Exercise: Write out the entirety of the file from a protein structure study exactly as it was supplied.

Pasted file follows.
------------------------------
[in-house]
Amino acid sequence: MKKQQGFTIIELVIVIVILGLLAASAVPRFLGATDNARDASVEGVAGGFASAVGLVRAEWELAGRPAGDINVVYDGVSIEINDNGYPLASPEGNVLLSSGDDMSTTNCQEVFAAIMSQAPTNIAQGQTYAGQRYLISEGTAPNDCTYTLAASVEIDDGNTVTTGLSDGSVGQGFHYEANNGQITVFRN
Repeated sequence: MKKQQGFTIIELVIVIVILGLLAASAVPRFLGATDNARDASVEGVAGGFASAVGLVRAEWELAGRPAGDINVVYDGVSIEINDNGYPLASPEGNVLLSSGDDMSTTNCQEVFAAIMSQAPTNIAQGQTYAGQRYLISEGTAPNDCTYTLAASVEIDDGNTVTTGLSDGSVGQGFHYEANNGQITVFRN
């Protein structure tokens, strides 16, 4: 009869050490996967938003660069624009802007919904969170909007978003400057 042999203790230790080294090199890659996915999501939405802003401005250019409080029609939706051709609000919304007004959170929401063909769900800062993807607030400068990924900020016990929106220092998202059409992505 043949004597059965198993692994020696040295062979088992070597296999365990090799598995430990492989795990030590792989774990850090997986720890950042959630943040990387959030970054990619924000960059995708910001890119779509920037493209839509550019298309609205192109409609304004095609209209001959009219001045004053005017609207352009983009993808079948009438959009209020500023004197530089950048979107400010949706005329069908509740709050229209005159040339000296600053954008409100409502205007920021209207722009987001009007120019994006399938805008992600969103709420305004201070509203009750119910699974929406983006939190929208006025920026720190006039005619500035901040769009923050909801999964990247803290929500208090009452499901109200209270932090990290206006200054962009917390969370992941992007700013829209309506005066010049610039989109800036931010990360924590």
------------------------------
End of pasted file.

[in-house]
Amino acid sequence: MKKQQGFTIIELVIVIVILGLLAASAVPRFLGATDNARDASVEGVAGGFASAVGLVRAEWELAGRPAGDINVVYDGVSIEINDNGYPLASPEGNVLLSSGDDMSTTNCQEVFAAIMSQAPTNIAQGQTYAGQRYLISEGTAPNDCTYTLAASVEIDDGNTVTTGLSDGSVGQGFHYEANNGQITVFRN
Repeated sequence: MKKQQGFTIIELVIVIVILGLLAASAVPRFLGATDNARDASVEGVAGGFASAVGLVRAEWELAGRPAGDINVVYDGVSIEINDNGYPLASPEGNVLLSSGDDMSTTNCQEVFAAIMSQAPTNIAQGQTYAGQRYLISEGTAPNDCTYTLAASVEIDDGNTVTTGLSDGSVGQGFHYEANNGQITVFRN
């Protein structure tokens, strides 16, 4: 009869050490996967938003660069624009802007919904969170909007978003400057 042999203790230790080294090199890659996915999501939405802003401005250019409080029609939706051709609000919304007004959170929401063909769900800062993807607030400068990924900020016990929106220092998202059409992505 043949004597059965198993692994020696040295062979088992070597296999365990090799598995430990492989795990030590792989774990850090997986720890950042959630943040990387959030970054990619924000960059995708910001890119779509920037493209839509550019298309609205192109409609304004095609209209001959009219001045004053005017609207352009983009993808079948009438959009209020500023004197530089950048979107400010949706005329069908509740709050229209005159040339000296600053954008409100409502205007920021209207722009987001009007120019994006399938805008992600969103709420305004201070509203009750119910699974929406983006939190929208006025920026720190006039005619500035901040769009923050909801999964990247803290929500208090009452499901109200209270932090990290206006200054962009917390969370992941992007700013829209309506005066010049610039989109800036931010990360924590």